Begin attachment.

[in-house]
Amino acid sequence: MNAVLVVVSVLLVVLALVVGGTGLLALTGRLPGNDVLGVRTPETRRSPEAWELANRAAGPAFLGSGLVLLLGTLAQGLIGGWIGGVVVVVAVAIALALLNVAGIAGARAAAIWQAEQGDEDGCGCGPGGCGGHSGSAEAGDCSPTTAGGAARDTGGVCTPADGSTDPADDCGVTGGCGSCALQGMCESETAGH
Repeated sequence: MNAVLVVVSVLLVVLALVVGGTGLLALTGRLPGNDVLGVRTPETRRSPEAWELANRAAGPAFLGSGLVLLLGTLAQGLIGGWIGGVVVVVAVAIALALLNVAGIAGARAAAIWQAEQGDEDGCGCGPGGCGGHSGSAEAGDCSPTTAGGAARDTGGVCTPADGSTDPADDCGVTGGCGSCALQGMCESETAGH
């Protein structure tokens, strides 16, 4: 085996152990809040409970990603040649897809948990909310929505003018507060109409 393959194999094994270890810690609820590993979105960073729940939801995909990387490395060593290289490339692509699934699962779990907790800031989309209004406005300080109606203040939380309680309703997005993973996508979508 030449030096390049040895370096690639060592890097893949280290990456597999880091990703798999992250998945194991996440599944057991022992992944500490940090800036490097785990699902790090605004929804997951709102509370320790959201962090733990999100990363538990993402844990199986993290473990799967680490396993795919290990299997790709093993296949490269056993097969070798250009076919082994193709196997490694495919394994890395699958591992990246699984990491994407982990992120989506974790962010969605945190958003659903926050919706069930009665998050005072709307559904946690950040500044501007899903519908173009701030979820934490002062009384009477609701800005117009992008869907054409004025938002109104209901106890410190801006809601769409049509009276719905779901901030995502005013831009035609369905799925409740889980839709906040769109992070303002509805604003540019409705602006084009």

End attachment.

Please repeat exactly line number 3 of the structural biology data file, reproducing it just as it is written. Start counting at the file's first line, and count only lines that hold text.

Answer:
Repeated sequence: MNAVLVVVSVLLVVLALVVGGTGLLALTGRLPGNDVLGVRTPETRRSPEAWELANRAAGPAFLGSGLVLLLGTLAQGLIGGWIGGVVVVVAVAIALALLNVAGIAGARAAAIWQAEQGDEDGCGCGPGGCGGHSGSAEAGDCSPTTAGGAARDTGGVCTPADGSTDPADDCGVTGGCGSCALQGMCESETAGH